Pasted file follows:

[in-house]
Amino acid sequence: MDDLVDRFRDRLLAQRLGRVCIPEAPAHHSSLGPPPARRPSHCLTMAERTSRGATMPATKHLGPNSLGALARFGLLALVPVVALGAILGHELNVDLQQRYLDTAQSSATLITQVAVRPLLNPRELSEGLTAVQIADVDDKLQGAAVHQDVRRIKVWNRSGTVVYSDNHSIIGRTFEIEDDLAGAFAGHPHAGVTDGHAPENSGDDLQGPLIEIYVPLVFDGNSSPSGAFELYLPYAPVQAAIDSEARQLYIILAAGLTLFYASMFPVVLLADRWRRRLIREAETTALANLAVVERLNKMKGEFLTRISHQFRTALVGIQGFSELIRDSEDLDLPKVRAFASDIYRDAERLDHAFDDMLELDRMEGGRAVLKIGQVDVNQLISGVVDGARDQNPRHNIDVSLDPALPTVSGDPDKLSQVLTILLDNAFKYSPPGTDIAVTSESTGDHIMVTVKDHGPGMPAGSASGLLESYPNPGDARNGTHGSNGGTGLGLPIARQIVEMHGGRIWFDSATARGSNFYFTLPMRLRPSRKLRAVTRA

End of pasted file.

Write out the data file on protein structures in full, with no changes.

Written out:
[in-house]
Amino acid sequence: MDDLVDRFRDRLLAQRLGRVCIPEAPAHHSSLGPPPARRPSHCLTMAERTSRGATMPATKHLGPNSLGALARFGLLALVPVVALGAILGHELNVDLQQRYLDTAQSSATLITQVAVRPLLNPRELSEGLTAVQIADVDDKLQGAAVHQDVRRIKVWNRSGTVVYSDNHSIIGRTFEIEDDLAGAFAGHPHAGVTDGHAPENSGDDLQGPLIEIYVPLVFDGNSSPSGAFELYLPYAPVQAAIDSEARQLYIILAAGLTLFYASMFPVVLLADRWRRRLIREAETTALANLAVVERLNKMKGEFLTRISHQFRTALVGIQGFSELIRDSEDLDLPKVRAFASDIYRDAERLDHAFDDMLELDRMEGGRAVLKIGQVDVNQLISGVVDGARDQNPRHNIDVSLDPALPTVSGDPDKLSQVLTILLDNAFKYSPPGTDIAVTSESTGDHIMVTVKDHGPGMPAGSASGLLESYPNPGDARNGTHGSNGGTGLGLPIARQIVEMHGGRIWFDSATARGSNFYFTLPMRLRPSRKLRAVTRA